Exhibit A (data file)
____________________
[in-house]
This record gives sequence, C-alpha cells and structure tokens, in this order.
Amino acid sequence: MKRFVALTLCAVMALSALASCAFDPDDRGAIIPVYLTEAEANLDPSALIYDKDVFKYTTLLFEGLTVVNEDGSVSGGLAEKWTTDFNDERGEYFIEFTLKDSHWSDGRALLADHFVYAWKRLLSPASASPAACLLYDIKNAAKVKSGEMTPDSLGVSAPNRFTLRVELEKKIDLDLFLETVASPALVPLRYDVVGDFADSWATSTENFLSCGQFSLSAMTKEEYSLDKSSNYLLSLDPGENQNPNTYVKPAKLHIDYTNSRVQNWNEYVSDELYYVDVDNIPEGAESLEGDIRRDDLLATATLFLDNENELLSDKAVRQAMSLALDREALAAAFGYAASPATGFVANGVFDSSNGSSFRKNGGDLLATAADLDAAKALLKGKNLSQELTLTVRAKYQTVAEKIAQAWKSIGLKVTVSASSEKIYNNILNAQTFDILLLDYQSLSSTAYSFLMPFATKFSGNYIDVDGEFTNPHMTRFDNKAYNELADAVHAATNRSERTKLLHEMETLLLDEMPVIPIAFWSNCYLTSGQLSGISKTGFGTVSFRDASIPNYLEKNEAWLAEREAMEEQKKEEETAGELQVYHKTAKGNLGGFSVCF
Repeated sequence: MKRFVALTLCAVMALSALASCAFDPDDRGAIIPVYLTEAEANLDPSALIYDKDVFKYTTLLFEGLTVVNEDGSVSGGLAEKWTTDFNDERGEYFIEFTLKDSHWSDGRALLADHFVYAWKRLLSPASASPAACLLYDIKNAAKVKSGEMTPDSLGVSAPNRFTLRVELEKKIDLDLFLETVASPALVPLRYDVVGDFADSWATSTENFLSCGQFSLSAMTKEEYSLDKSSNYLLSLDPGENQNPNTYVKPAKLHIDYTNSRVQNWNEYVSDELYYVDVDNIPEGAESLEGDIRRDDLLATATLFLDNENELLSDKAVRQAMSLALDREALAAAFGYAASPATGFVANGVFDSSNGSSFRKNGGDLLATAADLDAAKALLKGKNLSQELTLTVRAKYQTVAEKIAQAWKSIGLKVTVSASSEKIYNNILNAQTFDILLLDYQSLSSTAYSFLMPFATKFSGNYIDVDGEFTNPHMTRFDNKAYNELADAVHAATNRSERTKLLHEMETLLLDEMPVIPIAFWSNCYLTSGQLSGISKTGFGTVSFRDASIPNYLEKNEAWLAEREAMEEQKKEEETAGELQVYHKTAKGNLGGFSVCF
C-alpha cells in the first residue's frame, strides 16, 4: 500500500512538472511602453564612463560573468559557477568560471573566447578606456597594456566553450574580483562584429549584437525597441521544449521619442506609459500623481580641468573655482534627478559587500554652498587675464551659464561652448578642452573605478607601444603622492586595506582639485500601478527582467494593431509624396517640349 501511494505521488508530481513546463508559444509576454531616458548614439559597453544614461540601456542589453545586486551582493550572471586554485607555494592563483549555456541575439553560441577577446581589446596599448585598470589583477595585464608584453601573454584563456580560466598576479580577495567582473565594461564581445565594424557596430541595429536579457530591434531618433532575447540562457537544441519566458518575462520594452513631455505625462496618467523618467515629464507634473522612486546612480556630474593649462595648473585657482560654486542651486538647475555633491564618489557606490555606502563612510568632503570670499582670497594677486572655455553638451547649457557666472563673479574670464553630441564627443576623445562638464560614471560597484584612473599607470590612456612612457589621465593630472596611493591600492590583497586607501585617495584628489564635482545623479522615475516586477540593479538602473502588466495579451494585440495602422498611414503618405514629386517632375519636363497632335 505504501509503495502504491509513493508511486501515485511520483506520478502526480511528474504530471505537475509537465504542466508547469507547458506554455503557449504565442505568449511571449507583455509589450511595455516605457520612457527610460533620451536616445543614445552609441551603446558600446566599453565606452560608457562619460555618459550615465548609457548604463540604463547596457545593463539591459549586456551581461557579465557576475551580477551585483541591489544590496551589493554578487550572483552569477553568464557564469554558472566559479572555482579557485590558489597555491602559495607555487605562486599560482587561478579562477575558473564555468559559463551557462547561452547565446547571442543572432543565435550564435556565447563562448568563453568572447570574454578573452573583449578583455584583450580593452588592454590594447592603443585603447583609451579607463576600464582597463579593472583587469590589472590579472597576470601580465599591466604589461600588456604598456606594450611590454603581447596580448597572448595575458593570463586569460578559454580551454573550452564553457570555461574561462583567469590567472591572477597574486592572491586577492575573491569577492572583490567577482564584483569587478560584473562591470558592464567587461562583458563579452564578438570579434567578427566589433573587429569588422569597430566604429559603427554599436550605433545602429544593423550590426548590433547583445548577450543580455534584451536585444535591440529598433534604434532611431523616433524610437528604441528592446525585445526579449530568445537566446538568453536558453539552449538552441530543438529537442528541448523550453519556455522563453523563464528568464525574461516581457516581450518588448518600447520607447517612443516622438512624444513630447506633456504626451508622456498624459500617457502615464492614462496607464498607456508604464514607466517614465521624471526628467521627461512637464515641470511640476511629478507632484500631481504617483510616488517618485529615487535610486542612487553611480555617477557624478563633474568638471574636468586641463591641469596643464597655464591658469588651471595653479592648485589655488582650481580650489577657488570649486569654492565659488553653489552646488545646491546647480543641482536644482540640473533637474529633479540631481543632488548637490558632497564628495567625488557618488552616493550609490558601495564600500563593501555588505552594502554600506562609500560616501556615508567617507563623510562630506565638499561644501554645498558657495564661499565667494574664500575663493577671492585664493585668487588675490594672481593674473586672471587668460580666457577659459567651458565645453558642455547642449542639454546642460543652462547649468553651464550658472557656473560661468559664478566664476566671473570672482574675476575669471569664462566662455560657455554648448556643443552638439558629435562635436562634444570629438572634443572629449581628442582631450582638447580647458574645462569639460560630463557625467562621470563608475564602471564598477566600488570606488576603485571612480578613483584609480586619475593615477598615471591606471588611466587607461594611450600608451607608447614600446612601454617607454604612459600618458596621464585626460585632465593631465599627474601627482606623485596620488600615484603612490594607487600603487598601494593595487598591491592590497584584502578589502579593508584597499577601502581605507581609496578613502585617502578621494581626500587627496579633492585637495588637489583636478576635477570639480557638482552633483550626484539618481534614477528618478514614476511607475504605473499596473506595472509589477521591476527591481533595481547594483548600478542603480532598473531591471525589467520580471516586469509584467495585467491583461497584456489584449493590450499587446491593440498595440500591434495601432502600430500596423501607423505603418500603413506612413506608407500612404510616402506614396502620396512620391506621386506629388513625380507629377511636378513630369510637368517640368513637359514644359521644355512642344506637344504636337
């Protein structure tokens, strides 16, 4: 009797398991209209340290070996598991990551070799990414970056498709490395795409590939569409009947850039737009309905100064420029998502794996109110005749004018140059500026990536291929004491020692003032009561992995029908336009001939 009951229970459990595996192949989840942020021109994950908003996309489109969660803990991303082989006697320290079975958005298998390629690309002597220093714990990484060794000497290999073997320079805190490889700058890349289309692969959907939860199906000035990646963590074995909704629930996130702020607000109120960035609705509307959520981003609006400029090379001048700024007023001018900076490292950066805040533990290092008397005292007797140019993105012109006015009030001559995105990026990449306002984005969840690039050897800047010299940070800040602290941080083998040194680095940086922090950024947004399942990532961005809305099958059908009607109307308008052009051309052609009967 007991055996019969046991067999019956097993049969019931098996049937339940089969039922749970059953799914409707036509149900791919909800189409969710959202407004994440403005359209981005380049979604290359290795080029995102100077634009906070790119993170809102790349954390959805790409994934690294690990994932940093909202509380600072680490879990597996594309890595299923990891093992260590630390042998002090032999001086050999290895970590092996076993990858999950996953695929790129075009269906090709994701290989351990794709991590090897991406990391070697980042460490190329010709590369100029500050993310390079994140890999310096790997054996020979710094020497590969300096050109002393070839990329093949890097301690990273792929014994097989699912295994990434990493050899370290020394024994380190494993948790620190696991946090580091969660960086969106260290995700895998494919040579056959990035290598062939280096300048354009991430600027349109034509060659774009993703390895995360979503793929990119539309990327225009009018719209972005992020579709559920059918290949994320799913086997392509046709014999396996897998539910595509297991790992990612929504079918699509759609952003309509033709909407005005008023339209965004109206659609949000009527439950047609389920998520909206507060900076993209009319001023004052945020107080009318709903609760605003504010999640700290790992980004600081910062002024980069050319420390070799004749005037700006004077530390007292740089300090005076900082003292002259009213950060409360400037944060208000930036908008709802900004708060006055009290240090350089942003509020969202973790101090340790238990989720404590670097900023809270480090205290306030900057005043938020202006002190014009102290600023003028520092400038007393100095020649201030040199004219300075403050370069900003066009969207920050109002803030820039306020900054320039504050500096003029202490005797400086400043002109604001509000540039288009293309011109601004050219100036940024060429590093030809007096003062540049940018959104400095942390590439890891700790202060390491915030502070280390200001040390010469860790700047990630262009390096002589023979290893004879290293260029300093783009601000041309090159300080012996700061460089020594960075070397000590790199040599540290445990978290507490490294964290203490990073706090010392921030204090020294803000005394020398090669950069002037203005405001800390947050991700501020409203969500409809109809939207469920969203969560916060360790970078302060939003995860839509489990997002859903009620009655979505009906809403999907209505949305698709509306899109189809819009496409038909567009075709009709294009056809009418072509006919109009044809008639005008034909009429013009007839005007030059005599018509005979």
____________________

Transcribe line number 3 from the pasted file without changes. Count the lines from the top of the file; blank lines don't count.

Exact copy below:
Amino acid sequence: MKRFVALTLCAVMALSALASCAFDPDDRGAIIPVYLTEAEANLDPSALIYDKDVFKYTTLLFEGLTVVNEDGSVSGGLAEKWTTDFNDERGEYFIEFTLKDSHWSDGRALLADHFVYAWKRLLSPASASPAACLLYDIKNAAKVKSGEMTPDSLGVSAPNRFTLRVELEKKIDLDLFLETVASPALVPLRYDVVGDFADSWATSTENFLSCGQFSLSAMTKEEYSLDKSSNYLLSLDPGENQNPNTYVKPAKLHIDYTNSRVQNWNEYVSDELYYVDVDNIPEGAESLEGDIRRDDLLATATLFLDNENELLSDKAVRQAMSLALDREALAAAFGYAASPATGFVANGVFDSSNGSSFRKNGGDLLATAADLDAAKALLKGKNLSQELTLTVRAKYQTVAEKIAQAWKSIGLKVTVSASSEKIYNNILNAQTFDILLLDYQSLSSTAYSFLMPFATKFSGNYIDVDGEFTNPHMTRFDNKAYNELADAVHAATNRSERTKLLHEMETLLLDEMPVIPIAFWSNCYLTSGQLSGISKTGFGTVSFRDASIPNYLEKNEAWLAEREAMEEQKKEEETAGELQVYHKTAKGNLGGFSVCF